Kazakhstan Historical Economic Summary

Lee M Cashell
Lee M Cashell
2 min read

Since gaining independence in December 1991, Kazakhstan’s economy has undergone deep transformation. Whilst establishing national institutions and starting the transition from a centrally planned to free market economy, following the breakup of the Soviet Union, economic instability led to a deep recession between 1992 and 1995, especially as a result of collapsing demand for Kazakh heavy industry. Between 1990 and 1995, GDP fell by 36%, with inflation peaking at 3060% in 1992. Despite economic recovery between 1995-1997, stimulated by increasing the increasing privatization of state assets and the signing of the 1996 Caspian Pipeline Consortium agreement to build a new pipeline from western Kazakhstan’s Tengiz field to the Black Sea, the economy was hit by the fallout of the Russian financial crisis of 1998 and slump in the price of oil. As a result, GDP declined 2.5%. Overall the economic disturbance of the economy in the 1990s led to the destruction of 1.6 million jobs. Since recovering from the fallout of the Russian financial crisis, Kazakhstan’s growth performance has been significant, averaging almost 8% per annum in real terms between 2000 and 2013 despite substantial slowdown during the 07/08 financial crisis.




The growth has been significant driven by the oil and gas sector, which expanded in Kazakhstan between 1998 and 2007, during which time the price of Brent Crude also increased from $20 to $150 per barrel. Value added in this sector also increased from 8% in 1998 to 20% in 2010. The economy has also started to shift away from sectors of low productivity such as agriculture, with employment in the sector dropping from 35% to 24% between 2001 and 2014. The agricultural sector is however, highly unproductive, representing 24% of employment albeit only 5% on GDP. Kazakhstan has also taken efforts to try and boost foreign investment and trade. In 2010 Kazakhstan joined Russia and Belarus to establish a Custom Union, in an effort to boost foreign investment and trade, with the Customs Union latter developing into a Single Economic Space in 2012 and the Eurasian Economic Union (EEU) in January 2015. Kazakhstan also joined the World Trade Organisation in 2015 (WTO).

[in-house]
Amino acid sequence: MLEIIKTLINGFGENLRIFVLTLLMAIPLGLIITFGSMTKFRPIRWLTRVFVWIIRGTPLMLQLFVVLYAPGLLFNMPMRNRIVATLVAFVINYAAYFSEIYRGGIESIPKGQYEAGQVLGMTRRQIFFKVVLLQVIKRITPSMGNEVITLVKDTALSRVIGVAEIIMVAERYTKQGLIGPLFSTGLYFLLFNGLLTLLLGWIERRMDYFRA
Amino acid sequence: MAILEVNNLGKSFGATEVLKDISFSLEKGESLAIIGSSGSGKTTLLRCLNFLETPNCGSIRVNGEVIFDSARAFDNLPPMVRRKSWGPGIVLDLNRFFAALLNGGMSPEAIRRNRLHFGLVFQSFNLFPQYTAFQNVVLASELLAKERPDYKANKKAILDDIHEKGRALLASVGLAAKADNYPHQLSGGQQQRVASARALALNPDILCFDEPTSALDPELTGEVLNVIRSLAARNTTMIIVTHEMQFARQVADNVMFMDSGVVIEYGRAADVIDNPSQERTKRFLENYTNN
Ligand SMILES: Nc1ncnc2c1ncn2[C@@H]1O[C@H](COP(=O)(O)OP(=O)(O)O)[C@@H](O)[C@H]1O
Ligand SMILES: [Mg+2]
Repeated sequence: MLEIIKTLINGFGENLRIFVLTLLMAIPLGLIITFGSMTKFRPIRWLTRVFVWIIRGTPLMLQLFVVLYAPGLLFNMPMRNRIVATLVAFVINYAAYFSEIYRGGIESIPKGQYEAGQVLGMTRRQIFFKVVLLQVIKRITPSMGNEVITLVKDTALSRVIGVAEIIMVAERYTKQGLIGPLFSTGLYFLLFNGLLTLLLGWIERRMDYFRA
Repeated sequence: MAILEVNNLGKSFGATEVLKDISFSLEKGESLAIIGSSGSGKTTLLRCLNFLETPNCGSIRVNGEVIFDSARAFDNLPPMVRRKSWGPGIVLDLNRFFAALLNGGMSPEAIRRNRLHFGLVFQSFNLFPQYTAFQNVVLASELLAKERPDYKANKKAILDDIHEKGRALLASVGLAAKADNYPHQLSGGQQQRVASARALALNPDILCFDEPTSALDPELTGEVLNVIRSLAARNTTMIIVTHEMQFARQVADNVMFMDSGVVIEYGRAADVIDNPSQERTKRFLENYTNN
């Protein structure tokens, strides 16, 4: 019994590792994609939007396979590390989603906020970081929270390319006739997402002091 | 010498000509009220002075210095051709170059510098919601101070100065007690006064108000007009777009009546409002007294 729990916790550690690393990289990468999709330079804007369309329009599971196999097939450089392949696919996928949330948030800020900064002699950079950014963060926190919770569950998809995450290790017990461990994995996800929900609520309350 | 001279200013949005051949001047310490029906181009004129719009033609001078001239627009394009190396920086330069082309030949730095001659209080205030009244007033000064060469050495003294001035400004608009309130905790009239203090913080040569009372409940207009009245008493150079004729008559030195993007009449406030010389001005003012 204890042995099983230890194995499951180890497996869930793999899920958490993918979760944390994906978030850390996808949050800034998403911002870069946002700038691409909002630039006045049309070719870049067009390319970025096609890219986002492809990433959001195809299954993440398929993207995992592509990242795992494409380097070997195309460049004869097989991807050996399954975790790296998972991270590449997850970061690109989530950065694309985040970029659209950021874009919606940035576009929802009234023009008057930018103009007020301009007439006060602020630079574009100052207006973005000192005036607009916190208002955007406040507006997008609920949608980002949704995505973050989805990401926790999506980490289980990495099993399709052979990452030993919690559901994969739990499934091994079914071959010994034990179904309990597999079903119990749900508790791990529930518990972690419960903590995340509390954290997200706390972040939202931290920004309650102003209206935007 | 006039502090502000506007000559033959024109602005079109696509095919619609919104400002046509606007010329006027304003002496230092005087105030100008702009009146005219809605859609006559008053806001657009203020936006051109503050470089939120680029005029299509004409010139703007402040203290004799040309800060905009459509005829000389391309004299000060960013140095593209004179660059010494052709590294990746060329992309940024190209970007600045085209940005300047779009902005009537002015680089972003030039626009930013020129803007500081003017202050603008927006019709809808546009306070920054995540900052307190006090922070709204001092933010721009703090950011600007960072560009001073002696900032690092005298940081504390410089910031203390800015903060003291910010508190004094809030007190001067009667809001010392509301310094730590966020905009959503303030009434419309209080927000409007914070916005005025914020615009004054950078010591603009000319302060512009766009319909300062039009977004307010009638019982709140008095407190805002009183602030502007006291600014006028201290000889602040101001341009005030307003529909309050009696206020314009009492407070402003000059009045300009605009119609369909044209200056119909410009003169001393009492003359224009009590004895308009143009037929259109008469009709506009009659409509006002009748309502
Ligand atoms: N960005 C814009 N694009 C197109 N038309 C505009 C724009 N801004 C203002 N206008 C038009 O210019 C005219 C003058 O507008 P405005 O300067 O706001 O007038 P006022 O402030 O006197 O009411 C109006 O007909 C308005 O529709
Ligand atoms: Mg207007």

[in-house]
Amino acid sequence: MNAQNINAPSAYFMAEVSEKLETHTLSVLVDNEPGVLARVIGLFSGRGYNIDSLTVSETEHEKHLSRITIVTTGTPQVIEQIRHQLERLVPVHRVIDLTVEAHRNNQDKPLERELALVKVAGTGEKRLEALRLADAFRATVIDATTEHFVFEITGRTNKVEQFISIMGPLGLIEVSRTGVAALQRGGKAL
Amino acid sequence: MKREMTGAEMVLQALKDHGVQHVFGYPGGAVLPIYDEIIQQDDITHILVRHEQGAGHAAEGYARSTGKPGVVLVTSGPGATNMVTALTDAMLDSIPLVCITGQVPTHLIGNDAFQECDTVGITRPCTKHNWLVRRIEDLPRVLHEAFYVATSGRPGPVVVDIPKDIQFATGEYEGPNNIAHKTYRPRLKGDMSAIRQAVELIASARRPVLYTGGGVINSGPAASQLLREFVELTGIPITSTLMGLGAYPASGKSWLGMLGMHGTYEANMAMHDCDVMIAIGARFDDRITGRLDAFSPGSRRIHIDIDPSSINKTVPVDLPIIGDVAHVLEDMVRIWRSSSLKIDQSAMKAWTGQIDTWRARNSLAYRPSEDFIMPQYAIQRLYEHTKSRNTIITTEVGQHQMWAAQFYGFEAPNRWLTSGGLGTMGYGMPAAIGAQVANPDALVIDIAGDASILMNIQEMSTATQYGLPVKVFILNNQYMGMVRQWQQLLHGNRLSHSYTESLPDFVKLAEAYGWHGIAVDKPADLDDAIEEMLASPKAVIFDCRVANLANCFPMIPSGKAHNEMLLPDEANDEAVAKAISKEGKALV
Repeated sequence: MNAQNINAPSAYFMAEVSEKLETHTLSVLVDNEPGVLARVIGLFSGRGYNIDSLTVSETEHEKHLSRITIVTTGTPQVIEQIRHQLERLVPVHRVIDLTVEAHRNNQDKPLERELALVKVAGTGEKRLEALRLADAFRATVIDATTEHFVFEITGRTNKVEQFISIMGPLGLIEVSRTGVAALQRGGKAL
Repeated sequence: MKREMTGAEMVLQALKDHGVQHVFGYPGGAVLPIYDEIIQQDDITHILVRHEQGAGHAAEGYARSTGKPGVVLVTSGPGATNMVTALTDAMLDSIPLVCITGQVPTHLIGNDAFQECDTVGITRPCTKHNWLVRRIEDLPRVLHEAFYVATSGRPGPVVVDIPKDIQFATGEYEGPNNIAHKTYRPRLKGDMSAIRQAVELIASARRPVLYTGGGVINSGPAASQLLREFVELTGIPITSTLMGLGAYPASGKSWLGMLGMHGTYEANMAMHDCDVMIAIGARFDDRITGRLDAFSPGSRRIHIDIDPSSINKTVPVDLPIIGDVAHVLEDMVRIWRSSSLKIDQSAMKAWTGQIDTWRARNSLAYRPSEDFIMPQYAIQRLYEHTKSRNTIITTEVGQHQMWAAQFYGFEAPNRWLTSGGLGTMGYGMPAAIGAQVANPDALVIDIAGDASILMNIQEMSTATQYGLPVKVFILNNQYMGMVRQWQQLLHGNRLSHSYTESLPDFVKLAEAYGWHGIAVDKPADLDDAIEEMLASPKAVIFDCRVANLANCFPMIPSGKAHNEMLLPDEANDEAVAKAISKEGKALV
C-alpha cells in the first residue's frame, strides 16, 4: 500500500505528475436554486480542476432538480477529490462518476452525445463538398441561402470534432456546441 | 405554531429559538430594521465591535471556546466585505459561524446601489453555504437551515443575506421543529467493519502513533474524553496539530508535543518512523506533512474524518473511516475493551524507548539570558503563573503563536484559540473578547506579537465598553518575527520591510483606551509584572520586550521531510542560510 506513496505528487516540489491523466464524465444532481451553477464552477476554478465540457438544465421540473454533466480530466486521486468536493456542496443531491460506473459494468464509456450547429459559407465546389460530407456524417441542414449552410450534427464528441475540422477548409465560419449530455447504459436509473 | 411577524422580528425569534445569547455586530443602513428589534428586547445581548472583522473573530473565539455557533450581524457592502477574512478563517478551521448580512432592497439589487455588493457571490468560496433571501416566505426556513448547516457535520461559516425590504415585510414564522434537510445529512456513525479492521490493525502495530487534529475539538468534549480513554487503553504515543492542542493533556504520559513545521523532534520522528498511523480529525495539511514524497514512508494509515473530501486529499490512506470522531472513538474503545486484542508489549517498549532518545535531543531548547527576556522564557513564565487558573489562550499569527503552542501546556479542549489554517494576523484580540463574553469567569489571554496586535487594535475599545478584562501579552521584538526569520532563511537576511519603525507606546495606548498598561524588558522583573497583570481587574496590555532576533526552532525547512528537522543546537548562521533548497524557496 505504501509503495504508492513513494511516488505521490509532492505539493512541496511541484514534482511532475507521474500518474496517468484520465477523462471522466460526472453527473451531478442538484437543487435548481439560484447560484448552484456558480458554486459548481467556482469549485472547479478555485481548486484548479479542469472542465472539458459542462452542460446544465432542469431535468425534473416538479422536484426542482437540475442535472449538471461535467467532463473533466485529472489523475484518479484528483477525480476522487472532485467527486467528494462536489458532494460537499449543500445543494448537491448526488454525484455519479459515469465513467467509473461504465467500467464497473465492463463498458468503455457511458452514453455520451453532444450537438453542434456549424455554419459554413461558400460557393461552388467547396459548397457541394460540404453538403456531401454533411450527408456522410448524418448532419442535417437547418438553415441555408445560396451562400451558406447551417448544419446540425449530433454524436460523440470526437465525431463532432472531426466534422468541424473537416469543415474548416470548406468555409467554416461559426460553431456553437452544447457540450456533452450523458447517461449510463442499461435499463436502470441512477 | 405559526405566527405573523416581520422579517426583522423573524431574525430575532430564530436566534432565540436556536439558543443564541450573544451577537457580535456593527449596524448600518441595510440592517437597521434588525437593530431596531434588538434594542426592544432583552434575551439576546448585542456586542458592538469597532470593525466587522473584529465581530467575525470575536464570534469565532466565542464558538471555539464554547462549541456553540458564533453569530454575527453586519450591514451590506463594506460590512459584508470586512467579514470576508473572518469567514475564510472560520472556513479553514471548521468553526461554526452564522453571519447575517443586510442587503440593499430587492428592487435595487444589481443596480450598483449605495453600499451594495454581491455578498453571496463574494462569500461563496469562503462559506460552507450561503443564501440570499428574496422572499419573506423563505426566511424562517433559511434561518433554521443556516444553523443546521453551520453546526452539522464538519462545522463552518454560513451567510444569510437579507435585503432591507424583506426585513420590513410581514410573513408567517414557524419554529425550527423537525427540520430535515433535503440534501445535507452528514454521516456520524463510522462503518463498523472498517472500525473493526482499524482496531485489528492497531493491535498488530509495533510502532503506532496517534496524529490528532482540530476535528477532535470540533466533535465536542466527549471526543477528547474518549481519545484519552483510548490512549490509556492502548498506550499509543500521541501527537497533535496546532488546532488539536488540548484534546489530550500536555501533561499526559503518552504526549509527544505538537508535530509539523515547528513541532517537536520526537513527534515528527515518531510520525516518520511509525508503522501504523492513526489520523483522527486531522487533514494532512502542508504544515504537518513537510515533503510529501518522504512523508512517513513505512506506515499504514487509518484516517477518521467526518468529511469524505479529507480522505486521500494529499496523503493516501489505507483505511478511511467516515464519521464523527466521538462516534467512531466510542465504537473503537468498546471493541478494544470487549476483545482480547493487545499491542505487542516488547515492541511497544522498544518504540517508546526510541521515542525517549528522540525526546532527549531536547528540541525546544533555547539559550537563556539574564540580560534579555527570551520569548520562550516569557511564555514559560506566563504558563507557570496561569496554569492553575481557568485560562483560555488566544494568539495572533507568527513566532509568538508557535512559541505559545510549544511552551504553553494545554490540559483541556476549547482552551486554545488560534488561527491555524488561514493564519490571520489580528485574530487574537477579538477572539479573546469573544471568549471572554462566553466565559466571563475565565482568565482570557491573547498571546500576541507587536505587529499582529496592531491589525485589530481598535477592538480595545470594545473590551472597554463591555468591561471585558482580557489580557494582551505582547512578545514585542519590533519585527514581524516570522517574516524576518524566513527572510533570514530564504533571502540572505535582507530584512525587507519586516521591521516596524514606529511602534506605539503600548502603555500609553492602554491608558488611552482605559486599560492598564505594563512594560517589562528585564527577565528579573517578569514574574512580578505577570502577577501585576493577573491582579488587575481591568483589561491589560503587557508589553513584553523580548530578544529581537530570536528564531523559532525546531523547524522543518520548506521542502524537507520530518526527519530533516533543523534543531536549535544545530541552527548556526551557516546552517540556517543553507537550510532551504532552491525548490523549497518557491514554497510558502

GDP is seen contracting notably this year as activity takes a double hit from severe restrictions imposed in Q2 and a second wave of social-distancing measures in Q3. Economic output should rebound in 2021 as external demand rebounds and oil prices recover somewhat. However, possible further restrictions pose downside risks to the outlook. FocusEconomics analysts project GDP to expand 4.0% in 2021, which is up 0.1 percentage points from last month’s forecast. For 2022, the economy is seen growing 4.4%.

GDP Growth (annual %)

Kazakhstan GDP Growth



These fall into both short-term and long-term changes. Building on the success of the early 2000s, 2012 saw Kazakhstan set the overarching objective of becoming one of the 30 most developed countries by 2050. The ‘Kazakhstan 2050 Strategy’ sets priorities for economic, social and political development, however, the success of achieving Kazakhstan’s vision for 2050 will be judged not only on the basis of GDP per capita, but also on the basis of citizen’s wellbeing and the transformation of the economy and society.

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